Most of us (including myself) do not support an “absolutely anything goes” attitude regarding the production of CP, especially when it comes to prepubescent children rather than adolescents. I fully believe that prepubescents should never appear in what we call “hardcore” pornography that would include large amounts of sexual activity–either with peers or adults–that would likely prove physically injurious to them–such as full penetrative intercourse–and which they would not likely seek out in real life. Accordingly, there is a big difference between “child pornography” and what may best be labeled child erotica. I would see no problem with prepubescents who possess an exhibitionist streak in them (and our society is well aware that such children do exist, despite our strong attempts to deny it) to appear in mildly erotic films where they engage in what we often call ‘sex play’ with people of various ages–depending upon what the child in question would agree to as per their individual tastes–which prepubescents of a slightly older age (say, six years old and up) at least semi-regularly do with peers and sometimes with adults whom they trust and have bonded with in a certain way.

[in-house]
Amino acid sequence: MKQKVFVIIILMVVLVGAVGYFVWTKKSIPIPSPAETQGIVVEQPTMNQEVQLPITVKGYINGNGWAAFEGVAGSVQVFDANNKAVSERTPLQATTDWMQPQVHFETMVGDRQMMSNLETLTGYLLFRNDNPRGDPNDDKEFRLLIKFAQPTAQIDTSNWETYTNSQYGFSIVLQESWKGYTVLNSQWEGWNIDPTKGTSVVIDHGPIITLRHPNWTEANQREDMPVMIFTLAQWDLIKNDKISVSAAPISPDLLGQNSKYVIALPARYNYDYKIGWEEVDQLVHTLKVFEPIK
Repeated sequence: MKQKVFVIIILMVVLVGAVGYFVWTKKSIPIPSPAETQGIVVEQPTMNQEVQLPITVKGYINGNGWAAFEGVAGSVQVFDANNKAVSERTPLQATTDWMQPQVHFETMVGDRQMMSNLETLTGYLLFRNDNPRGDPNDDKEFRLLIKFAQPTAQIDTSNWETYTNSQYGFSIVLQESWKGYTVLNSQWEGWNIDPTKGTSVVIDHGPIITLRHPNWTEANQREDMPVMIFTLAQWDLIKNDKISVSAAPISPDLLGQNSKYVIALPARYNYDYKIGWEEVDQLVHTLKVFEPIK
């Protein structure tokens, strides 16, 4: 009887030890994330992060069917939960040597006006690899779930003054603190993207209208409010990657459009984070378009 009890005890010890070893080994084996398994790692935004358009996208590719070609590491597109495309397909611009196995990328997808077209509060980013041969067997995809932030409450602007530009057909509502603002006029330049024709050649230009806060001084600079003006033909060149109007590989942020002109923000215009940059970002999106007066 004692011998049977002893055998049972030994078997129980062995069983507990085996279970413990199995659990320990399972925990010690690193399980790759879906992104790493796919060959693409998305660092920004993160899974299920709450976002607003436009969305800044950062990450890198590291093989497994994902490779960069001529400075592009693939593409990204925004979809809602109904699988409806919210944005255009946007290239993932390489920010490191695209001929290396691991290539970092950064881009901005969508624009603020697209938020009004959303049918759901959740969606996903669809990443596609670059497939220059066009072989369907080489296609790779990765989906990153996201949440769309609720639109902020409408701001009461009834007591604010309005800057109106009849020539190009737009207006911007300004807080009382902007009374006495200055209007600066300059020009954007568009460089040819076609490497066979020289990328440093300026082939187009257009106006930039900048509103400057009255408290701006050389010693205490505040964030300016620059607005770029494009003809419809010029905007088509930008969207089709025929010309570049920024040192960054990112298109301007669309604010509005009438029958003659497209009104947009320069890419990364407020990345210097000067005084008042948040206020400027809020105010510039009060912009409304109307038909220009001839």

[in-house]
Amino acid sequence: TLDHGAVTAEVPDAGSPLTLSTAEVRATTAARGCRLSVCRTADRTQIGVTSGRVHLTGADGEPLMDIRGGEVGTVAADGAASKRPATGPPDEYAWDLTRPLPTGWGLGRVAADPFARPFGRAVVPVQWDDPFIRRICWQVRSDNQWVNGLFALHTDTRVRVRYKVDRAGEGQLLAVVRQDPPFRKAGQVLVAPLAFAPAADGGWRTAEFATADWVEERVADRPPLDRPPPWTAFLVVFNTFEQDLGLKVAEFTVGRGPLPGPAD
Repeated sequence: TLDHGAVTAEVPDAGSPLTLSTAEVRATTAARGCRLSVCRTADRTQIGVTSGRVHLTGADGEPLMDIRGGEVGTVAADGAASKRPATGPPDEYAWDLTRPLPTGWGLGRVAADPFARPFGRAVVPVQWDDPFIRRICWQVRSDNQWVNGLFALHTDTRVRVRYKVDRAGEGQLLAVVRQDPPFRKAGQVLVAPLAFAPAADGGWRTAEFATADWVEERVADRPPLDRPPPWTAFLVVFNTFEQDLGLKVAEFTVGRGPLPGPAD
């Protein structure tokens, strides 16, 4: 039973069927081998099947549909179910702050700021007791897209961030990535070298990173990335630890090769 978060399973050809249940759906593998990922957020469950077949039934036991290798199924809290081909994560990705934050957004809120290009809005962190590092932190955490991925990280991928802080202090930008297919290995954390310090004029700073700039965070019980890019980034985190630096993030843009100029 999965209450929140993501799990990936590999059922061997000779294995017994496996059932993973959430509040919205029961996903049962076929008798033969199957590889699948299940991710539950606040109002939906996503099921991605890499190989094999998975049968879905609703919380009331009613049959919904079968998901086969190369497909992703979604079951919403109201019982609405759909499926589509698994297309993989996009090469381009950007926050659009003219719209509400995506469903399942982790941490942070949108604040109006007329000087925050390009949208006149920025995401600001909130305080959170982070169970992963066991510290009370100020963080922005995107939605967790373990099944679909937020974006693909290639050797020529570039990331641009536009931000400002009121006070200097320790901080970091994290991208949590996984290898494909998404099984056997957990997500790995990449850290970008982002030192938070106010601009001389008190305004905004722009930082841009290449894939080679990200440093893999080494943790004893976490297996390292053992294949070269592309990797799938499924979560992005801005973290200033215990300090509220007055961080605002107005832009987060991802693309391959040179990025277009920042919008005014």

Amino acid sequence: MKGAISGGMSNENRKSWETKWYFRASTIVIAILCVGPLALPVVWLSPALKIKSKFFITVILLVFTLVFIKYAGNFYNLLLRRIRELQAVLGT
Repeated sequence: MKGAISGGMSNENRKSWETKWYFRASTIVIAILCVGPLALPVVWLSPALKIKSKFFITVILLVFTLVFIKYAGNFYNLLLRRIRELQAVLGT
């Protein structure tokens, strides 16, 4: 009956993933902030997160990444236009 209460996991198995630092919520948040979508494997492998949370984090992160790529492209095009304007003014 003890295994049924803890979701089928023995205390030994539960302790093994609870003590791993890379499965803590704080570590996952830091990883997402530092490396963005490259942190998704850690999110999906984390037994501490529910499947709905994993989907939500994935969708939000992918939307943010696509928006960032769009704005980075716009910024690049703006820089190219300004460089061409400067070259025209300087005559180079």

I also have no problem with prepubescents appearing nude in films, including mainstream films, as long as they have no objections, since–as I explained in my aforementioned previous essay–I do not think it’s logical or healthy for our culture to promulgate the idea that there is something inherently ugly or “obscene” about the nude youthful form, or even about normal youth sexual activity. Prepubescents have appeared nude and even sometimes engaging in lightly erotic scenes (i.e., those involving kissing and notable sensuality) in many foreign films over the past few decades, and people from those cultures do not have the conception that there is something inherently “wrong” with this–though this positive attitude about youth sexuality has been diminishing in these foreign Western nations due to constant aggressive American and British influence over the past two decades. In fact, it’s largely American and British culture who has this irrational fear and loathing of anything remotely to do with youthful nudity and sexual activity despite their reality throughout human history, and it’s the governments of these two nations who put so much pressure on artists of all stripes in nations both within and outside of the West to stifle all such attempts. As such, foreign films depicting a “coming of age” theme have become noticeably less “bold” (read: realistic) in their portrayal of these normal aspects of the lives of youths over the past decade, the first of the 21st century. I’m sure if the current American mindset had its way, all “coming of age” films would be produced for suitability to air on the Disney Channel.